4 Steps to becoming an Economic Developer

A bit about me……A lot of people, especially young women, ask me how I got into international economic development. I didn’t take the conventional path. I majored on philosophy in my undergrad, and did my Master’s in Media Studies. Importantly however, while I studied I volunteered on community and economic development committees in my city.

My interest in philosophers like Socrates, Hume, Locke, and Rousseau undoubtedly shaped my interest in politics and governance. But, at the time, I had no idea what economic development was, or that I was going to end up shaping local economies in different parts of the world.

I learned 4 big things along my path to becoming an award-winning economic developer on the international scene. I’d love to share them with you now. I regularly share insights on how to work in community economic development in my free updates.

First big thing?  Economic development is a verb!

It’s a no-brainer: you’ll learn it best by getting experience doing it!  Go volunteer at your local Chamber, or Rotary; any community group that contributes to the economic vitality of your community. Don’t wait for the perfect job to give you the perfect experience.

I learned about business from joining my local Chamber of Commerce. I realised how to analyze public policy on economic development.  I remember my first meeting: I was the only woman in the room, and the only person under 45.  At first I was dismissed. And I get it, I was only 22. What did I know about the future of Canada’s federal packaging policy?  (See?  You wouldn’t know the Chamber of Commerce drafted policy on this stuff unless you worked there!) Anyway, in time I found my voice on that committee, and gained useful knowledge on local, provincial, national, and international economic policy frameworks.

Working here helped me figure out the 10 things to know about economic development. Download this free guide.

Second, pay attention to what’s going on.

Stop and look at what’s happening in your community. It’s a microcosm of what’s happening around the world. The dynamics of economy are going on all around you, wherever you are. And it’s always exciting!

In my final year of university, Richard Florida’s ‘Creative Cities’ theory gained fame; not just in economic and political circles, but also in popular culture. The guy was interviewed on the Daily Show!  Imagine. An economic theorist capturing the imagination of artists, municipal leaders, and politicians? I was hooked. Studying in London, Ontario at the time, my Master’s became a study of this ‘creative city’ and how we communicate economic development.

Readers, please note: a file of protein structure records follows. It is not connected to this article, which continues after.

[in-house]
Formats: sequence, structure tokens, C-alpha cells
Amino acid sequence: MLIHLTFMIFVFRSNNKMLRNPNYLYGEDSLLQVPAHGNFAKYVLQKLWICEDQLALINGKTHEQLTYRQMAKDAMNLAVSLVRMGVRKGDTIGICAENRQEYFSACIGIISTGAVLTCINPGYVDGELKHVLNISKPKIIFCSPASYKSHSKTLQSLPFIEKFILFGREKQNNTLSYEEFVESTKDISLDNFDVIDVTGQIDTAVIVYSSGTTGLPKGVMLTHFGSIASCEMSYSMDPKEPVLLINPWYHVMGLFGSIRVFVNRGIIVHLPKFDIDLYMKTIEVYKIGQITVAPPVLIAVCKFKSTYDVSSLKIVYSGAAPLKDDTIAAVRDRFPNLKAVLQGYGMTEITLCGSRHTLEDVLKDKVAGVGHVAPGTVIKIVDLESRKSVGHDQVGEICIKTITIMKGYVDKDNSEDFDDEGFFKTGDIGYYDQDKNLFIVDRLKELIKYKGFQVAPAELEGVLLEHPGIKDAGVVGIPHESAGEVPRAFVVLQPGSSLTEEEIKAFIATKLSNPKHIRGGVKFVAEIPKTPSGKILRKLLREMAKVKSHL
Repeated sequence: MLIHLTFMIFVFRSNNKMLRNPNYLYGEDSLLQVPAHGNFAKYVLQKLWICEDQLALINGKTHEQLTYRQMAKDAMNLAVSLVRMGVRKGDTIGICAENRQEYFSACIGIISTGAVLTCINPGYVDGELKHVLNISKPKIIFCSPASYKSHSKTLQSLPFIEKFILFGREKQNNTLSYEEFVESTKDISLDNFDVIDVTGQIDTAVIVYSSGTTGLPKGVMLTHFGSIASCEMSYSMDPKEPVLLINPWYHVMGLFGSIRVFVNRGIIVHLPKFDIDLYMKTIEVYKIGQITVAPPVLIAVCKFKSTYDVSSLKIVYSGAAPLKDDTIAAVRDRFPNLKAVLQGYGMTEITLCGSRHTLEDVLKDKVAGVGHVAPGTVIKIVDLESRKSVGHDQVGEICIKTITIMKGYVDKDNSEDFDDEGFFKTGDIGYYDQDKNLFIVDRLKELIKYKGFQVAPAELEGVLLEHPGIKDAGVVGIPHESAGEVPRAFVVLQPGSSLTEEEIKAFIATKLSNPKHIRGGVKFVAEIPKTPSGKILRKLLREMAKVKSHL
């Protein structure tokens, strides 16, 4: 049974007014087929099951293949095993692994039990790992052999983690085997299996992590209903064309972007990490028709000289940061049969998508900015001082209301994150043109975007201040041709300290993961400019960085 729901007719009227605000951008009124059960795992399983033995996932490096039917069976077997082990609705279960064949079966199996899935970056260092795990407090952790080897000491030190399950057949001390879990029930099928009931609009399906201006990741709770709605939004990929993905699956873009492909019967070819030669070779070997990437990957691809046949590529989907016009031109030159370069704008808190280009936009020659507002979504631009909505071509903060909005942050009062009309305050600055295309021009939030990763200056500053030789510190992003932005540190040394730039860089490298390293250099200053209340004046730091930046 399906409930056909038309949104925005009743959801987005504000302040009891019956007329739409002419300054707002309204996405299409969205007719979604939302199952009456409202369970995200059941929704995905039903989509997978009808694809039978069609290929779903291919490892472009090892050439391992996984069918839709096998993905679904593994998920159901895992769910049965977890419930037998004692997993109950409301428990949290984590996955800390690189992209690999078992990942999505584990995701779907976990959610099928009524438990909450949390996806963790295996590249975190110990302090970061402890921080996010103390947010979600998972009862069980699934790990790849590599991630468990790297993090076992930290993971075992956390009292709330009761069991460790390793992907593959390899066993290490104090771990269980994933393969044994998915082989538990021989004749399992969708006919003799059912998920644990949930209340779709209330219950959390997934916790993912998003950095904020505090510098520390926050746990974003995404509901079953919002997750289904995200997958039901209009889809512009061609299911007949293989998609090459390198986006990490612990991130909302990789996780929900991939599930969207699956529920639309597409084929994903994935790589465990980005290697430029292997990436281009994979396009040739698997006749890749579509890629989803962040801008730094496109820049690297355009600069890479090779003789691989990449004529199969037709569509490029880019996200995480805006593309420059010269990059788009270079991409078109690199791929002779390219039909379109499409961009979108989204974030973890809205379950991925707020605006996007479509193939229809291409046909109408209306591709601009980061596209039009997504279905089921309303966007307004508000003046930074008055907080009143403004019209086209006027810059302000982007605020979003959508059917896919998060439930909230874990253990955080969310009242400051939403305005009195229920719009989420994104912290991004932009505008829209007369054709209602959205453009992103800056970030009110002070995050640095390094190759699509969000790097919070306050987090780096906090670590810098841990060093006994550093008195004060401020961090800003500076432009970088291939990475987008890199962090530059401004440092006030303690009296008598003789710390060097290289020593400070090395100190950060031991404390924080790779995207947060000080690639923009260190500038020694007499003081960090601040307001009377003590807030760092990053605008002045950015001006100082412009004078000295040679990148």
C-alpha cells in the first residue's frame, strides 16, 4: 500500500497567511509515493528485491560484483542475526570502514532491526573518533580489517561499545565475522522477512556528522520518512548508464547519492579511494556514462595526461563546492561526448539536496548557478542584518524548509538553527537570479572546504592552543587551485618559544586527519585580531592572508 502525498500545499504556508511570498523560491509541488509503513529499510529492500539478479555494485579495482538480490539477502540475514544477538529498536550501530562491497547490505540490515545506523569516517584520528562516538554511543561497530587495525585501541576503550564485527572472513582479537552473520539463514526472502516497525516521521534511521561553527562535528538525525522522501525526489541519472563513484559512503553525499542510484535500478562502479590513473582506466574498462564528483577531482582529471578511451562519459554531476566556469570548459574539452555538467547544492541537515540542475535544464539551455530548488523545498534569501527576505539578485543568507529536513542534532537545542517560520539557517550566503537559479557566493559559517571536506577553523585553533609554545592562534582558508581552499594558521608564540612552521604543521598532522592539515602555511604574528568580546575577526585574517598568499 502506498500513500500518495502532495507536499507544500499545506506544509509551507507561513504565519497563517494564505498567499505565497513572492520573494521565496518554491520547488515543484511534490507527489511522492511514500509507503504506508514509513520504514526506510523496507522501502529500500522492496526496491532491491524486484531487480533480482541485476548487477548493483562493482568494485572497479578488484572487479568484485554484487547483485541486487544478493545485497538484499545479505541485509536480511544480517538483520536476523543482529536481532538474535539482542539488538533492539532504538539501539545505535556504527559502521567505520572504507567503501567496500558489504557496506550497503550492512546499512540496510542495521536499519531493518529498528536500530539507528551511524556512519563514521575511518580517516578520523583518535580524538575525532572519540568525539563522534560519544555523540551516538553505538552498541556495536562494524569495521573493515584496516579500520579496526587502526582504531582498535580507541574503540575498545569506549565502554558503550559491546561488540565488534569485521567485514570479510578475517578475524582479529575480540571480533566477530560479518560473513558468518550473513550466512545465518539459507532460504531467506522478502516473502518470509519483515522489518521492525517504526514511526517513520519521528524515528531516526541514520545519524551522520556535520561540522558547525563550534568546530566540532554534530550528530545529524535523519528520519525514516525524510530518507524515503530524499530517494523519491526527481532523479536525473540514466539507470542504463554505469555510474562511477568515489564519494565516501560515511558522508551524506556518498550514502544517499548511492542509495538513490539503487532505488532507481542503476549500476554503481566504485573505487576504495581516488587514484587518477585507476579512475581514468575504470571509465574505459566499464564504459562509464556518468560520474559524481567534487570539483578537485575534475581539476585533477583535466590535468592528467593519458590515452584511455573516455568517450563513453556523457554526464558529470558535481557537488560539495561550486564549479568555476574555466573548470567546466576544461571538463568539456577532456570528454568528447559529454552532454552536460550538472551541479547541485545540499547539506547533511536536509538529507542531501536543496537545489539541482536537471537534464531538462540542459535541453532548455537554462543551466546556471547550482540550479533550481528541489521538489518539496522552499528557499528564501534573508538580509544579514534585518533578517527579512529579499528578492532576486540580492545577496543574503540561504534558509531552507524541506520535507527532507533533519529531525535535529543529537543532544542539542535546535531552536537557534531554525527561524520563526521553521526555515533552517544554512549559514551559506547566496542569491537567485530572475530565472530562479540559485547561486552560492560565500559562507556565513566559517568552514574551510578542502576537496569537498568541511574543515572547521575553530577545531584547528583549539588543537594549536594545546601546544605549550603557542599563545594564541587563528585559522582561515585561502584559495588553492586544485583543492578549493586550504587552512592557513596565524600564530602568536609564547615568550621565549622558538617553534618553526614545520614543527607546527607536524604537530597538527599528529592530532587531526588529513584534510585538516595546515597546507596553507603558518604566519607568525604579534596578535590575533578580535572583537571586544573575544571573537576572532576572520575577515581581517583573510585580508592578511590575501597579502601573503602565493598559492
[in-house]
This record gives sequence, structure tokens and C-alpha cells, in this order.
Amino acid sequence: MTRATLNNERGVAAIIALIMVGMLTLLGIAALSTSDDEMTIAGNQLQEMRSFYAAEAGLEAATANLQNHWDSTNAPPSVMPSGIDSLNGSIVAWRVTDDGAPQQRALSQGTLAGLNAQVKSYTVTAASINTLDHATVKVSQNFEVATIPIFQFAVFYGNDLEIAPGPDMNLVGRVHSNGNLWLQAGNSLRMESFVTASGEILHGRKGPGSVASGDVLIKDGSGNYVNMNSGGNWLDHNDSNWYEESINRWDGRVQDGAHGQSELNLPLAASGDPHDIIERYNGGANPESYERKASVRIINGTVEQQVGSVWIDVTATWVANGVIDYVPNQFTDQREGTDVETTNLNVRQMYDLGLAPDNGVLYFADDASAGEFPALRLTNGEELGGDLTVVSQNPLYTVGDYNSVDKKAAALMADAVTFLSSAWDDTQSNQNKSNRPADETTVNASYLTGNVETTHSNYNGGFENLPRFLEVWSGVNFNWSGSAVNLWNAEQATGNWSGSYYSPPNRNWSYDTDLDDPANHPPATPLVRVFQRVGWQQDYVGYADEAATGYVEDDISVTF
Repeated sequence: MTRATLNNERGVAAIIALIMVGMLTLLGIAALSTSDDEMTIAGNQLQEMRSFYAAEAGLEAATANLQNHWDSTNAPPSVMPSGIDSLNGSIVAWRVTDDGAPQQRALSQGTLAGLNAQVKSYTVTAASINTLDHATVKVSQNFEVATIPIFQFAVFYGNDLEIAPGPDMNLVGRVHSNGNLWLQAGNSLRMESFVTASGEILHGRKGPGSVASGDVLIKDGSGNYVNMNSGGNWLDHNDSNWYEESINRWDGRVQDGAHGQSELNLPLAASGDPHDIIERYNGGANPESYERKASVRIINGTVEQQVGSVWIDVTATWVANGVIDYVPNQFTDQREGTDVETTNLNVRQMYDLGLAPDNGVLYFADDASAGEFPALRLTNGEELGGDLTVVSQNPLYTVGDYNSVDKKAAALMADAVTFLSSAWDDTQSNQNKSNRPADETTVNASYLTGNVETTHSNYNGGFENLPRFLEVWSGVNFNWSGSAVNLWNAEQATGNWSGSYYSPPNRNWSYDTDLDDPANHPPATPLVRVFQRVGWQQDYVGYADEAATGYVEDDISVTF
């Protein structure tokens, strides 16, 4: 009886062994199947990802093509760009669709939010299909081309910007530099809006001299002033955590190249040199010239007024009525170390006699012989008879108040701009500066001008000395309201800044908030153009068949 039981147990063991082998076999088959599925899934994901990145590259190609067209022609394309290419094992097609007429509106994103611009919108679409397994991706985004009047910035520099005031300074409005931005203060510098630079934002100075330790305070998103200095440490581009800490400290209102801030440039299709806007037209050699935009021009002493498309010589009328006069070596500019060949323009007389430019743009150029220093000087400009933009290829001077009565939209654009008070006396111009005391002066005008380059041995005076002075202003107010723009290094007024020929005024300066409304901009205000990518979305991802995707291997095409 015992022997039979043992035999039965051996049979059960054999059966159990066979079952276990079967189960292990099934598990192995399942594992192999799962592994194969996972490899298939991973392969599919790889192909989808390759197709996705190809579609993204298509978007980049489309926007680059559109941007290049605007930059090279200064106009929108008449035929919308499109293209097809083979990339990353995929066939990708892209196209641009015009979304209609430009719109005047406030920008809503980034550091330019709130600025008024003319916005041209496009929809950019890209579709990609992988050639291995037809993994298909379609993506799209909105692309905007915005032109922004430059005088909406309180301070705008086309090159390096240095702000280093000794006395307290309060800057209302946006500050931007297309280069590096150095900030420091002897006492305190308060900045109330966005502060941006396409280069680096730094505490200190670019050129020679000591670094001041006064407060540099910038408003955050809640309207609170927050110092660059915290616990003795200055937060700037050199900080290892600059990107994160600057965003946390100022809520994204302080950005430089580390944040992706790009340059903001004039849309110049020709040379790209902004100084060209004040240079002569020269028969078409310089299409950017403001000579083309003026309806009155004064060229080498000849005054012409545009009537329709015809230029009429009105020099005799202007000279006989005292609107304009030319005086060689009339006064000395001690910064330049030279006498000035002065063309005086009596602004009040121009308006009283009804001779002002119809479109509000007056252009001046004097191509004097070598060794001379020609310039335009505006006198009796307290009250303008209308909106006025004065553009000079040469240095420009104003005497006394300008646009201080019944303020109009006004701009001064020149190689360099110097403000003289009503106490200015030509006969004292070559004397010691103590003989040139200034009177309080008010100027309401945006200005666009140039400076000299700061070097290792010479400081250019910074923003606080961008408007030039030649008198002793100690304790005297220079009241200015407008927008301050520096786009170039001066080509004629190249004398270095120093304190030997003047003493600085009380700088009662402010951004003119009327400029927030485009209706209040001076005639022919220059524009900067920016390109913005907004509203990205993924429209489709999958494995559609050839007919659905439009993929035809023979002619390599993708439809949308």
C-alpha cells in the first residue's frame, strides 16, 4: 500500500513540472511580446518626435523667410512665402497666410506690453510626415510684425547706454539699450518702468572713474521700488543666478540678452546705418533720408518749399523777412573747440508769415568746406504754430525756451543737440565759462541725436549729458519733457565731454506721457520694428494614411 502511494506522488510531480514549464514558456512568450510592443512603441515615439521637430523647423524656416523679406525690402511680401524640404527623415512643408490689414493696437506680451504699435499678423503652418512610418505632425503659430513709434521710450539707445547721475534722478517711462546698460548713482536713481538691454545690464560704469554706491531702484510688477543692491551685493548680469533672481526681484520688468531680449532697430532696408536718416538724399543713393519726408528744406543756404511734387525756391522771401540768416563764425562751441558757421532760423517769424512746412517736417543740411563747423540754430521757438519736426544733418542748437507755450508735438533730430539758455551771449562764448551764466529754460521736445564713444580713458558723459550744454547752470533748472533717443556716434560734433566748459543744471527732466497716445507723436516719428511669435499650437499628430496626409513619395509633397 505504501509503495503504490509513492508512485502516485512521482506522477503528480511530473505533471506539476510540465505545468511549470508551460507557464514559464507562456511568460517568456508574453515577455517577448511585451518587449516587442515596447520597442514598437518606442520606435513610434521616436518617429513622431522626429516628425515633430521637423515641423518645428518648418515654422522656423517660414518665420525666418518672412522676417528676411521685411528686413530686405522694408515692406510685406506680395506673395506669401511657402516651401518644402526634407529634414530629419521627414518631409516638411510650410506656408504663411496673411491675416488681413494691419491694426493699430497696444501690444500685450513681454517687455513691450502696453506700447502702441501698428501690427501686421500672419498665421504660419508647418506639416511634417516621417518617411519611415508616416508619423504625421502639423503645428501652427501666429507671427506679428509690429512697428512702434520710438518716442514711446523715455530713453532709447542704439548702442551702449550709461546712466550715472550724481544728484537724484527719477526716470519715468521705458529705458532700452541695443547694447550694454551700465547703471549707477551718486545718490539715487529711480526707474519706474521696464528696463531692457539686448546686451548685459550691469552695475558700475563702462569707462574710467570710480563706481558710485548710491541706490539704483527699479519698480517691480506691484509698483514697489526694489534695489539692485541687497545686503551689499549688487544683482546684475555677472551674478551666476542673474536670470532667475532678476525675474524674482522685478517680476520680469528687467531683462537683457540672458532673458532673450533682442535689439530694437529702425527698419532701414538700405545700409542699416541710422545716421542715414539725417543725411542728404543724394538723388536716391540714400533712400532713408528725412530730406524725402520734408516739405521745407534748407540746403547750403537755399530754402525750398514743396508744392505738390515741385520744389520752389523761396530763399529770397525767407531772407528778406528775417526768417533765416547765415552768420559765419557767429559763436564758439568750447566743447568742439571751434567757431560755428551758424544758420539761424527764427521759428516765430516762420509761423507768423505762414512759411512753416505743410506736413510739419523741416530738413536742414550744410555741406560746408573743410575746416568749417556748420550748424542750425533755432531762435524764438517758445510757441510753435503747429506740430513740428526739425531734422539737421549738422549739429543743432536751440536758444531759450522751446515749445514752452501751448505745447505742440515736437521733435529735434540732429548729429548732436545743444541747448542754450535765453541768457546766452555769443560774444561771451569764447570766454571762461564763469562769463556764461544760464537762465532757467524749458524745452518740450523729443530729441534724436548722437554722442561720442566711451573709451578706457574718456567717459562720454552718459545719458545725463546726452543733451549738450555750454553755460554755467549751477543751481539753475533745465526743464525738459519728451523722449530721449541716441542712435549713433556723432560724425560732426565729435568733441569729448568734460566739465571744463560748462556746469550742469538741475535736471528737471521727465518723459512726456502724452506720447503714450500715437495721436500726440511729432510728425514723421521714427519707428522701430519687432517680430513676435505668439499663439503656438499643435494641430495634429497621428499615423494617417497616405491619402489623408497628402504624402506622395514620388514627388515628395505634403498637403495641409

Sign up by Jan 2015 to be the first to receive a free abridged version of “Re-imagining the City”, my Master’s Thesis as an ebook. 

Third, break the rules.

Government and Economic development agencies have a reputation of being set in their ways. Don’t let it deter you! Focus on what is possible. And continue to pursue new ways of realising your goal. You may have to quietly achieve what it is you want to do, and then put it into action to show that it works.

People often tell me “you can’t do that” and I think; “aha, I feel a negotiation coming on!”  I became known for having an original perspective and designing outside the box. I credit that to philosophy. But I also learned diplomacy and tact. If you wish to deliver a new approach from within traditional bureaucratic process, you’re gonna need it, in spades!

Four, follow your passion not your pension.

If you feel stuck in an agency job that has lost its spark, get out! I had spent 10 years working in bureaucracy. I’d won a few awards, including the Lieutenant Governor’s Award for Marketing Excellence for my place branding campaigns. This got me invited to speak at conferences and AGMs.  And there I found a whole new energy and inspiration.

I realized my true passion the day I hosted a workshop on Canadian best practices on local economic development with a delegation from Ukraine. I loved it. I returned from that workshop with a desire to work with struggling communities to design the programs and build the capacity required to build strong cities.

It took a leap of faith. I had to leave the security of my full-time job.  But I learned a most valuable thing: money follows motivation.  When you commit to a career driven by your passion, the work you should be doing, as well as the partners you need to do it with, will find you.


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